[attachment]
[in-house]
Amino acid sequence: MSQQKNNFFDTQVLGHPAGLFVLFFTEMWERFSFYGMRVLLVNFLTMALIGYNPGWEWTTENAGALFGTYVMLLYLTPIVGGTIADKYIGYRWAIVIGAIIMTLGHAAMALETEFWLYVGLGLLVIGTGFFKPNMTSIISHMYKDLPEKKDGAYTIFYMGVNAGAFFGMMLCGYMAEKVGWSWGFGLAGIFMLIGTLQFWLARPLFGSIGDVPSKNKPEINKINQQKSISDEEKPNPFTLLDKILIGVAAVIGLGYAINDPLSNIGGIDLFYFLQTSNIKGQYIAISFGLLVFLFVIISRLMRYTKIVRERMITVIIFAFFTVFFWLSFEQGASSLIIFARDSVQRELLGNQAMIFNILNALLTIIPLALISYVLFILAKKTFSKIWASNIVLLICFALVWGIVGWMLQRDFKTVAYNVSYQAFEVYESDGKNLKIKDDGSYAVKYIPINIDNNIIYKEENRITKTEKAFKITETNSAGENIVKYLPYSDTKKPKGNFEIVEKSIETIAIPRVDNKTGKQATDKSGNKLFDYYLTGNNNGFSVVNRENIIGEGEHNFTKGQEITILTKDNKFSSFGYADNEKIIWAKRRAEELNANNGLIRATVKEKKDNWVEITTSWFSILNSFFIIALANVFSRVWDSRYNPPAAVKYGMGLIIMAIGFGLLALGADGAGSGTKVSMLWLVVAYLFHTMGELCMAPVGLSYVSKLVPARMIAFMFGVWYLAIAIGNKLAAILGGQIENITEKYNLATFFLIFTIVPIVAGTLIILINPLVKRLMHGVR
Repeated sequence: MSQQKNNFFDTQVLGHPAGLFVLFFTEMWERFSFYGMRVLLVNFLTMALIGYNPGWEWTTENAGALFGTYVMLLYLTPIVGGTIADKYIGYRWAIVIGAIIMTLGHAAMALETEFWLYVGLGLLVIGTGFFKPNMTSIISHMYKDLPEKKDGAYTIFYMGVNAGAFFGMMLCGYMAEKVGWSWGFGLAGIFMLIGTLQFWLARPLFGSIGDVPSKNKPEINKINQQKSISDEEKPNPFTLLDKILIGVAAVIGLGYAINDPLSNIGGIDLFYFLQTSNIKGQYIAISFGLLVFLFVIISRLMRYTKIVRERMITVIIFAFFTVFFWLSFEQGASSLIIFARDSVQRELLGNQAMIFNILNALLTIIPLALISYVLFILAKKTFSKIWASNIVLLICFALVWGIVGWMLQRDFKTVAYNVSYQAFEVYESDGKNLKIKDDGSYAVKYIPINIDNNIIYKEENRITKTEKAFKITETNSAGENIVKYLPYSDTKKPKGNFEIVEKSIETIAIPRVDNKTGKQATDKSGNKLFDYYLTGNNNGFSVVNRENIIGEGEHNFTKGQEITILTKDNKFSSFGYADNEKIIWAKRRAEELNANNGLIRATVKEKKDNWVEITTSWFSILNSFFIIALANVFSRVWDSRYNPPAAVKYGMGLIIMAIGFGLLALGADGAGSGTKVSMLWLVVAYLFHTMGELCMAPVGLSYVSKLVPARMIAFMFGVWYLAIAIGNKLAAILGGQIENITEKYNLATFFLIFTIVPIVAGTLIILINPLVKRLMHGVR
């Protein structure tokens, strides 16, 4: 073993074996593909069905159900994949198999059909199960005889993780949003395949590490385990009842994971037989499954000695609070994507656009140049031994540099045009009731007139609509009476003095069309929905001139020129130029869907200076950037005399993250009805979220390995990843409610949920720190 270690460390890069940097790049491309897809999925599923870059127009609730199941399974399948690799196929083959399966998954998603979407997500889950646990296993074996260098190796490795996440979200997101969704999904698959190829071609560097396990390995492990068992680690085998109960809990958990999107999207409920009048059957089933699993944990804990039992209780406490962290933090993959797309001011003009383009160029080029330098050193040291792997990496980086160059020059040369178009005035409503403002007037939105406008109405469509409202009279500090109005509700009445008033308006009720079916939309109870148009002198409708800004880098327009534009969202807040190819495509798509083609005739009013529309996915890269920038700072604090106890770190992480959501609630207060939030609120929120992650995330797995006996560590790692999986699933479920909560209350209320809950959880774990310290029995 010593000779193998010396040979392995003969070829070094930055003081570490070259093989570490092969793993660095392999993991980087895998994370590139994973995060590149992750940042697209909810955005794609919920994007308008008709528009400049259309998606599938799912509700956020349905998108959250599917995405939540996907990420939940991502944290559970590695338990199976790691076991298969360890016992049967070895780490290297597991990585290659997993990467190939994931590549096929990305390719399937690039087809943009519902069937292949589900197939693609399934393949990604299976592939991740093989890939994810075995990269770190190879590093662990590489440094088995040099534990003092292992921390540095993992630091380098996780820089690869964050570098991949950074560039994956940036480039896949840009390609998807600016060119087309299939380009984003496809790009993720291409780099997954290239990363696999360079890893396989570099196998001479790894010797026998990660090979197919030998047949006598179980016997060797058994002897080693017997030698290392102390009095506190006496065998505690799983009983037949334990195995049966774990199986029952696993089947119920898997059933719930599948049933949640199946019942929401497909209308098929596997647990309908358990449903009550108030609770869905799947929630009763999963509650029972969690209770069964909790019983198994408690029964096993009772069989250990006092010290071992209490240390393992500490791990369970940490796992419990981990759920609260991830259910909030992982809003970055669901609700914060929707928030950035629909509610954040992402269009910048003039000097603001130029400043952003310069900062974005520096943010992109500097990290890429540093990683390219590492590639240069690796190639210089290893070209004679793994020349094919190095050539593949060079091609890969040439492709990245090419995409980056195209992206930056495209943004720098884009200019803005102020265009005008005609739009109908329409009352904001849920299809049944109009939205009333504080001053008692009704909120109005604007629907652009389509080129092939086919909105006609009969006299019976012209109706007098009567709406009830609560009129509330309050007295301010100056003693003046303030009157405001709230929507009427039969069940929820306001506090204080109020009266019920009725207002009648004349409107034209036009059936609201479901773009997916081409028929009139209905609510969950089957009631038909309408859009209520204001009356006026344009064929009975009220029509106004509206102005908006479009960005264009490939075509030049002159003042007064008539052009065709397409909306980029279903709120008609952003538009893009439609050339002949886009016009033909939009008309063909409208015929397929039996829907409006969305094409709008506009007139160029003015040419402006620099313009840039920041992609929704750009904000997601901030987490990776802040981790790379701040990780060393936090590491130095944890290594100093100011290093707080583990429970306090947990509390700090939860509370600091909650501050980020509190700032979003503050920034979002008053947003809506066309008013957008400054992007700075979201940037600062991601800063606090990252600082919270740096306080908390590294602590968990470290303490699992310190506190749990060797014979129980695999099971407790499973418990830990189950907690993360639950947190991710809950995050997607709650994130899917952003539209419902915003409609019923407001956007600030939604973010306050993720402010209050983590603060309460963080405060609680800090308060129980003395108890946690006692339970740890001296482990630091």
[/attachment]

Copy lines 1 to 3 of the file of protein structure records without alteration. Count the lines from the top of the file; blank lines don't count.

[in-house]
Amino acid sequence: MSQQKNNFFDTQVLGHPAGLFVLFFTEMWERFSFYGMRVLLVNFLTMALIGYNPGWEWTTENAGALFGTYVMLLYLTPIVGGTIADKYIGYRWAIVIGAIIMTLGHAAMALETEFWLYVGLGLLVIGTGFFKPNMTSIISHMYKDLPEKKDGAYTIFYMGVNAGAFFGMMLCGYMAEKVGWSWGFGLAGIFMLIGTLQFWLARPLFGSIGDVPSKNKPEINKINQQKSISDEEKPNPFTLLDKILIGVAAVIGLGYAINDPLSNIGGIDLFYFLQTSNIKGQYIAISFGLLVFLFVIISRLMRYTKIVRERMITVIIFAFFTVFFWLSFEQGASSLIIFARDSVQRELLGNQAMIFNILNALLTIIPLALISYVLFILAKKTFSKIWASNIVLLICFALVWGIVGWMLQRDFKTVAYNVSYQAFEVYESDGKNLKIKDDGSYAVKYIPINIDNNIIYKEENRITKTEKAFKITETNSAGENIVKYLPYSDTKKPKGNFEIVEKSIETIAIPRVDNKTGKQATDKSGNKLFDYYLTGNNNGFSVVNRENIIGEGEHNFTKGQEITILTKDNKFSSFGYADNEKIIWAKRRAEELNANNGLIRATVKEKKDNWVEITTSWFSILNSFFIIALANVFSRVWDSRYNPPAAVKYGMGLIIMAIGFGLLALGADGAGSGTKVSMLWLVVAYLFHTMGELCMAPVGLSYVSKLVPARMIAFMFGVWYLAIAIGNKLAAILGGQIENITEKYNLATFFLIFTIVPIVAGTLIILINPLVKRLMHGVR
Repeated sequence: MSQQKNNFFDTQVLGHPAGLFVLFFTEMWERFSFYGMRVLLVNFLTMALIGYNPGWEWTTENAGALFGTYVMLLYLTPIVGGTIADKYIGYRWAIVIGAIIMTLGHAAMALETEFWLYVGLGLLVIGTGFFKPNMTSIISHMYKDLPEKKDGAYTIFYMGVNAGAFFGMMLCGYMAEKVGWSWGFGLAGIFMLIGTLQFWLARPLFGSIGDVPSKNKPEINKINQQKSISDEEKPNPFTLLDKILIGVAAVIGLGYAINDPLSNIGGIDLFYFLQTSNIKGQYIAISFGLLVFLFVIISRLMRYTKIVRERMITVIIFAFFTVFFWLSFEQGASSLIIFARDSVQRELLGNQAMIFNILNALLTIIPLALISYVLFILAKKTFSKIWASNIVLLICFALVWGIVGWMLQRDFKTVAYNVSYQAFEVYESDGKNLKIKDDGSYAVKYIPINIDNNIIYKEENRITKTEKAFKITETNSAGENIVKYLPYSDTKKPKGNFEIVEKSIETIAIPRVDNKTGKQATDKSGNKLFDYYLTGNNNGFSVVNRENIIGEGEHNFTKGQEITILTKDNKFSSFGYADNEKIIWAKRRAEELNANNGLIRATVKEKKDNWVEITTSWFSILNSFFIIALANVFSRVWDSRYNPPAAVKYGMGLIIMAIGFGLLALGADGAGSGTKVSMLWLVVAYLFHTMGELCMAPVGLSYVSKLVPARMIAFMFGVWYLAIAIGNKLAAILGGQIENITEKYNLATFFLIFTIVPIVAGTLIILINPLVKRLMHGVR